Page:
Guilt, rage, self-doubt, depression are feelings that are the hallmark of someone who has suffered from the abuse of incest. In my therapy practice, I have found survivors of incest to be suffering from difficulties in their relationships. They may have trouble expressing themselves. On the other end of the spectrum, they may be too intense. They may, have eating difficulties. They may have sleep problems such as trouble falling asleep, waking up in the middle of the night or very early in the morning. They may be plagued by nightmares.

I am going to suggest four things that survivors can do to begin to deal with some problems that are generated from incest and abuse.

Find a support group. Your local hospital or mental health center may have helpful information.

Read material about incest. “Just before Dawn” by Jan Hindman is a wonderful place to start.

Trust your perception. There has been a great deal written about False Memory Syndrome. There is an ongoing debate among professionals. My belief is: “”Let the professionals argue.” If you are a victim of incest, treat your memories “as if” they are real. I am not making a judgment of the accuracy of your perceptions; I am saying your perceptions affect your view of your life’s realities. Take a closer look at what those memories mean to you. As a starting point, accept that you experienced something and that experience had a profound traumatic effect on you.

Develop a safe place in your mind. Think of a time when you felt safe. If you can’t remember a time when you felt safe, create a situation. Describe it in as much detail as possible.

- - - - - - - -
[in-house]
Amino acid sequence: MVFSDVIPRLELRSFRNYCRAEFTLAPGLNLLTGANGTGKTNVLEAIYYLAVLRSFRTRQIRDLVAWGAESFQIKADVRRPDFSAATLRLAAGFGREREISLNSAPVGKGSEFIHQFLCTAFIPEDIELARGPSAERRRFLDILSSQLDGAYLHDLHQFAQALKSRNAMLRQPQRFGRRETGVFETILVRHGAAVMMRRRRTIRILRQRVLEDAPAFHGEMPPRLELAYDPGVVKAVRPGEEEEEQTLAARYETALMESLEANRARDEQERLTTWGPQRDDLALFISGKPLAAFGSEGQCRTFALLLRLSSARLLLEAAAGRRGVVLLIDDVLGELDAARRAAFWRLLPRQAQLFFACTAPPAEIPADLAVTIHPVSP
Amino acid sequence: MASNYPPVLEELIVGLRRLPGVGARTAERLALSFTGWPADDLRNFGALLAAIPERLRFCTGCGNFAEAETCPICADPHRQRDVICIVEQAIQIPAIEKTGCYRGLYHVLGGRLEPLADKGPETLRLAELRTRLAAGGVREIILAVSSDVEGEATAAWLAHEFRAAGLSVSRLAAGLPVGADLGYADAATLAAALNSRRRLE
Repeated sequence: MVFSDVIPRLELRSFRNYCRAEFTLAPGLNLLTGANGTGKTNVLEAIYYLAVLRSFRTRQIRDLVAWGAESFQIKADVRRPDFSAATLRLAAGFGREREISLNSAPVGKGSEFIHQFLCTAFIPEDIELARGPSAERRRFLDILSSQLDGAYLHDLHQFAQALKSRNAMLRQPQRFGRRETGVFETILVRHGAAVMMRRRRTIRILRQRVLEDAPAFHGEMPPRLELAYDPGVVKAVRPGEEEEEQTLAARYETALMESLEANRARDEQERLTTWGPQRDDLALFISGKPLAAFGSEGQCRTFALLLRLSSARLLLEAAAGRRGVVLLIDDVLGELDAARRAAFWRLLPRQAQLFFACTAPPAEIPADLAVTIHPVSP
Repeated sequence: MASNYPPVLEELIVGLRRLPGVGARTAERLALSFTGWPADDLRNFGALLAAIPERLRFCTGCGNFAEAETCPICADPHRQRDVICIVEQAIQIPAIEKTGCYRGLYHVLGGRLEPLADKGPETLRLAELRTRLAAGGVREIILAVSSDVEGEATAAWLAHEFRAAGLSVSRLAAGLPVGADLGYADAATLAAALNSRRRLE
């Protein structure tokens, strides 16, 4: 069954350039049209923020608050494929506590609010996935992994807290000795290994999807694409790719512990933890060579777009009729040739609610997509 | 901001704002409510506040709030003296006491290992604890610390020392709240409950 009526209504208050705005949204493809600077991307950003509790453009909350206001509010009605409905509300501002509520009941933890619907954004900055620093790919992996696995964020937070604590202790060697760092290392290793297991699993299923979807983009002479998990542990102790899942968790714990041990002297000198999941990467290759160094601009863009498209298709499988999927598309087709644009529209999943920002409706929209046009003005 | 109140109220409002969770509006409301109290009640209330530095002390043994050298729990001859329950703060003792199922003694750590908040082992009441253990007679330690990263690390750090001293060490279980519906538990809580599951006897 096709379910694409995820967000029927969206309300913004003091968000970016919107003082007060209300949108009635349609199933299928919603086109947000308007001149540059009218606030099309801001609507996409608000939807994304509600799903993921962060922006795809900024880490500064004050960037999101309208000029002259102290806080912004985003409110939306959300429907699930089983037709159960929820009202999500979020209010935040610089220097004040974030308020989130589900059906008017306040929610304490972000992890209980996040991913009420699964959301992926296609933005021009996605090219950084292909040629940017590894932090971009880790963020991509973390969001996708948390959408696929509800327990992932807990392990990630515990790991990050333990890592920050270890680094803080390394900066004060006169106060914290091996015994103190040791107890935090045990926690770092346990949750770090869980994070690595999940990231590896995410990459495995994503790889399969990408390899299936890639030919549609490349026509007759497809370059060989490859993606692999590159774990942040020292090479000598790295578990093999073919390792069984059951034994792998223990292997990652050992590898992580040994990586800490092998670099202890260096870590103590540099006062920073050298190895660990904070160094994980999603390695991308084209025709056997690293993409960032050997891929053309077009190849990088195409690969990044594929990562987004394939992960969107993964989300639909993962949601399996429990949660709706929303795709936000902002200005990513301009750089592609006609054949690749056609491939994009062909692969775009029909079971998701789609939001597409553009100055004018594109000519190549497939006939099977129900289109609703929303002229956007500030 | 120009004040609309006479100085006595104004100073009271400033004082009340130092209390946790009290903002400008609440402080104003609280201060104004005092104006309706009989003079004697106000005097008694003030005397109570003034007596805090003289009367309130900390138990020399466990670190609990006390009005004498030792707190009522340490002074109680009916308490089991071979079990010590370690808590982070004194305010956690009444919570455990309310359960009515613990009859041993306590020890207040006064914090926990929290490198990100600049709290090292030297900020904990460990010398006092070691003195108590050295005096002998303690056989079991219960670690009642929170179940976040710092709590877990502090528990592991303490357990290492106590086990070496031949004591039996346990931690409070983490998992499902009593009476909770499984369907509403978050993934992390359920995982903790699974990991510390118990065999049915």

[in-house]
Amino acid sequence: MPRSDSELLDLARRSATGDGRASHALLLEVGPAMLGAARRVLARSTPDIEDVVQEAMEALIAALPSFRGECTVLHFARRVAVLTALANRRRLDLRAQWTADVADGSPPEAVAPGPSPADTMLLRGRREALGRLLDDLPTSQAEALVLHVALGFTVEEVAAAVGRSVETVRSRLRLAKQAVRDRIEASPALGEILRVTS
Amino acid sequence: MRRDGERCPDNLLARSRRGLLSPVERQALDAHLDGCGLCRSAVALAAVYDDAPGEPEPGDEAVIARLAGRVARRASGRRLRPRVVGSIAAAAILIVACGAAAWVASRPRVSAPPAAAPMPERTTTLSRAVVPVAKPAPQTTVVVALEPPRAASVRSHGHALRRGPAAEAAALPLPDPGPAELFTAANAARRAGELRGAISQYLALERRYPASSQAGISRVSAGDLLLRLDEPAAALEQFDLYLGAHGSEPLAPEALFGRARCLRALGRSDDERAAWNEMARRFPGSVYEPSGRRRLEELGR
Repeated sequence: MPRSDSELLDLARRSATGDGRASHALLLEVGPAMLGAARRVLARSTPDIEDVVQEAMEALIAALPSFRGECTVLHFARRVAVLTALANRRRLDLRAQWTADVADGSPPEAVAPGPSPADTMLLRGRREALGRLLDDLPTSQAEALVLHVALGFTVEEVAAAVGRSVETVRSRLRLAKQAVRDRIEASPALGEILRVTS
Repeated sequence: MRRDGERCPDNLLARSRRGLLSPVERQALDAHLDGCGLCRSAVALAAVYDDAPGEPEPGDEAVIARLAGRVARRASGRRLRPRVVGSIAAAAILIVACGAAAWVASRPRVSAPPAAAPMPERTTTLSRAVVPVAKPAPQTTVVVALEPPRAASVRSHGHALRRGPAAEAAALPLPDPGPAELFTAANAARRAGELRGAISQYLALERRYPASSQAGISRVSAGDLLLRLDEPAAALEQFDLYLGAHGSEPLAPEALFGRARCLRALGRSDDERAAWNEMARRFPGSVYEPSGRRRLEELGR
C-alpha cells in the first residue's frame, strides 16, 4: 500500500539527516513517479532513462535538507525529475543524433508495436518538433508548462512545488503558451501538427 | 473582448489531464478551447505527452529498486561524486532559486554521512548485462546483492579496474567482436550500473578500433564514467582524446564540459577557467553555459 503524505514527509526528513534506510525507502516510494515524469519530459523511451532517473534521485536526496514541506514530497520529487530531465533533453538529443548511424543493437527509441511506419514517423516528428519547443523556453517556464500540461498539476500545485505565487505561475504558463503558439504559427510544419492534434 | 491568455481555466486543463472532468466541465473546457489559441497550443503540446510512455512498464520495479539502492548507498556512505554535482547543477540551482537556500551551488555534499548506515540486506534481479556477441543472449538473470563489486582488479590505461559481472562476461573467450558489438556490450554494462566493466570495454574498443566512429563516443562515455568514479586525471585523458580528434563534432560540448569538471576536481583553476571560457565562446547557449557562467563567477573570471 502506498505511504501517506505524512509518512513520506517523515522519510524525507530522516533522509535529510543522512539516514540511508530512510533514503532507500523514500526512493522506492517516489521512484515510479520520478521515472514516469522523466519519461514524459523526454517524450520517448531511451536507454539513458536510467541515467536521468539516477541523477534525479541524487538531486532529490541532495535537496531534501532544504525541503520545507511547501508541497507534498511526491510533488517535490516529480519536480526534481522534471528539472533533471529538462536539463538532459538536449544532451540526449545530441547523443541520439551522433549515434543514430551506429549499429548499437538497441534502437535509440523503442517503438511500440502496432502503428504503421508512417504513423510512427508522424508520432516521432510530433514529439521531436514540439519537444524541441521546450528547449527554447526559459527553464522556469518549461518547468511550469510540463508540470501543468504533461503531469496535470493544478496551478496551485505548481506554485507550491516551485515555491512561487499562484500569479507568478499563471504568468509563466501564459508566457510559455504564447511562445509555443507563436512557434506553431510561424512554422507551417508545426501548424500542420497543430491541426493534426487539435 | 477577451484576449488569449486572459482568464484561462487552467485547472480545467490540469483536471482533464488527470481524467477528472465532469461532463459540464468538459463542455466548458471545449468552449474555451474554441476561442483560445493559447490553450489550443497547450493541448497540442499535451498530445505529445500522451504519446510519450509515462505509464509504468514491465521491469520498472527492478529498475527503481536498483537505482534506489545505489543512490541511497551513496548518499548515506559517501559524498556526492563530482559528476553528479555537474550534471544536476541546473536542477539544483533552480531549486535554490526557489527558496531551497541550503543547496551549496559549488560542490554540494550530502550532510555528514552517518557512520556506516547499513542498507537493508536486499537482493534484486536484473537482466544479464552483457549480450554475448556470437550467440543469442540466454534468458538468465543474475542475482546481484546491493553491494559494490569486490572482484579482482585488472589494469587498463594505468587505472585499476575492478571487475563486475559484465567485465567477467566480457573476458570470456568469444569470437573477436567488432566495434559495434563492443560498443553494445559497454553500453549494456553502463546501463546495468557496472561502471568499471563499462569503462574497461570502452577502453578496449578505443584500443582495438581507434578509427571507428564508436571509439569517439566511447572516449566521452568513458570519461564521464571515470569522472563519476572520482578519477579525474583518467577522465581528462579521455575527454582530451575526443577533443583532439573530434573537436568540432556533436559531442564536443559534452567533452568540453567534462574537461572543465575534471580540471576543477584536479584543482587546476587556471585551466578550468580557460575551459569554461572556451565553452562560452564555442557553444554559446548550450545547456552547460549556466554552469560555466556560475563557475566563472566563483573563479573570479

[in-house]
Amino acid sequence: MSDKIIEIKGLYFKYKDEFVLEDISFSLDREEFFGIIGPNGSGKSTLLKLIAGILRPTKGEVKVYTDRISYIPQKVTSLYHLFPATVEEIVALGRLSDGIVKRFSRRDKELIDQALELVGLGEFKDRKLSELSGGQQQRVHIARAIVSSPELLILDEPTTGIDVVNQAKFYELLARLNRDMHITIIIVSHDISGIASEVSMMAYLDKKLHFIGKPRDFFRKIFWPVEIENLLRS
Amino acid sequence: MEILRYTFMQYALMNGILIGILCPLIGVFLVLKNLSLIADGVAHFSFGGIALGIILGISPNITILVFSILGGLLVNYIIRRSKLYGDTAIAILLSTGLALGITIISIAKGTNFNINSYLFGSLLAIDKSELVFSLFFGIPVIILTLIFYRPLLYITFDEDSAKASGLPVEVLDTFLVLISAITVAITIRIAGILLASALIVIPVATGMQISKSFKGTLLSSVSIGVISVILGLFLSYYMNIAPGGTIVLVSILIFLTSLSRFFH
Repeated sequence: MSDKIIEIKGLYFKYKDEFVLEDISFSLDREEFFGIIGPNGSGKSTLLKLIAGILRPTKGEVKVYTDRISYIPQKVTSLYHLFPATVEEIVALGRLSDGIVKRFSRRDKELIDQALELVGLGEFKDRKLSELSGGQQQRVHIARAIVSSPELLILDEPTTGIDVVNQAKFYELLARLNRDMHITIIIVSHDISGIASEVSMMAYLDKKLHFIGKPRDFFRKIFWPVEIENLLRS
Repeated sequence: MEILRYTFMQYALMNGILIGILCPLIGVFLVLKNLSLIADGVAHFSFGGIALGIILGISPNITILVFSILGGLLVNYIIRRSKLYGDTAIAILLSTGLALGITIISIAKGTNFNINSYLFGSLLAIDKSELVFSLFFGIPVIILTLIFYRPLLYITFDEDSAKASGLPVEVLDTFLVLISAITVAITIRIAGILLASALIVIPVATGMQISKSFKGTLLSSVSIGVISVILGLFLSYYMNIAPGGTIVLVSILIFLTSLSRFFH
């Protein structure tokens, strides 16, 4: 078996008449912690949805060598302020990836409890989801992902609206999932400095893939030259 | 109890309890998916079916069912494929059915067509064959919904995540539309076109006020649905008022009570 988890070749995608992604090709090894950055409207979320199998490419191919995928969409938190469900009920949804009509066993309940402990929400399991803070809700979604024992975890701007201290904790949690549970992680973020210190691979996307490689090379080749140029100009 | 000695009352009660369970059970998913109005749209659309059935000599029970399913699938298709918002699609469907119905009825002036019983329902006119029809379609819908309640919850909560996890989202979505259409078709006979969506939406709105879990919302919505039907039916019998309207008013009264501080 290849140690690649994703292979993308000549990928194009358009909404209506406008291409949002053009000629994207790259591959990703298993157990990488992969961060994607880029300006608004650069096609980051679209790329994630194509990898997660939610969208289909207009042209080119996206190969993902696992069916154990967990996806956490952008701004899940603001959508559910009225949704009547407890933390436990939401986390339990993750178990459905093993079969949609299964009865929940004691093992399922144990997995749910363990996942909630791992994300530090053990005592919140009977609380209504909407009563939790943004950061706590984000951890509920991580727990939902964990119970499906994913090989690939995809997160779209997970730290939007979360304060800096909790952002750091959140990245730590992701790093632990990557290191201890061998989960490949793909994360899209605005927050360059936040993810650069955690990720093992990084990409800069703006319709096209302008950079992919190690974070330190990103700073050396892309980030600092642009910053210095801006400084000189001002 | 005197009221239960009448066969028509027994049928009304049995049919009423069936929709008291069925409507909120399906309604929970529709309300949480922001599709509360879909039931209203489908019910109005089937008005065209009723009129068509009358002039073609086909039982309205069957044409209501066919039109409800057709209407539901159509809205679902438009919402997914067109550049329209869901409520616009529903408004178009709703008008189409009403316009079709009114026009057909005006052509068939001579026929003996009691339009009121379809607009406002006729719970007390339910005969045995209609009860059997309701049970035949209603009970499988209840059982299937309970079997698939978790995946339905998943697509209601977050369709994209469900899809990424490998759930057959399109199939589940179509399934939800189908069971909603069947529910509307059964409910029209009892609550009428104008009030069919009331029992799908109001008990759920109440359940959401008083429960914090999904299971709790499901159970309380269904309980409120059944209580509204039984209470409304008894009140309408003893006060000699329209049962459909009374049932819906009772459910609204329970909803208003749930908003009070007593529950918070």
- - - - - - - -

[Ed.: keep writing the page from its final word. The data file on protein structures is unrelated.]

How old would you be?

What would you be wearing?

What does the place look like?

What protections would it have?

Who would be there?

What would the place feel like?

How would you physically feel?

What would the temperature be?

Would there be a fragrance?

Repeat this exercise several times. You can elaborate on the original place or create other ones. This exercise is not designed to “cure” you. It is designed to give you a little peace of mind and a temporary alternative to the difficulties that plague you every day of your life. More complete and lasting answers will come through therapy.

Effective therapy is both behavioral and must deal with the unconscious. I have found that a combination of Focused Self-Hypnosis, (a method that I have developed for incest), Thought Field Therapy (TFT), & Neurolinguist Programming (NLP) to be wonderfully effective. An effective approach must go beyond logical rational therapy and go into unconscious and preconscious levels. Dealing with incest is a difficult task, but there are approaches that can help survivors go beyond and into the light of healing.

The tasks of therapy for the survivor:

Learn to trust yourself and your perceptions.

Developing the ability of knowing when to and when not to trust others, their caring and insights.

Exorcising the demons of fury, self-hate and depression.

The work is possible, but it takes effort and commitment. Doesn’t anything that is worthwhile?


Thanks for taking the time to read this.


Dr. Marty About Dr. Marty

I am trained in eight different types of therapy. I believe that the therapist should be flexible and have the treatment fit the client. As a result, I have studied a wide variety of approaches. I am a licensed Marriage and Family Counselor and a Licensed Clinical Social Worker.

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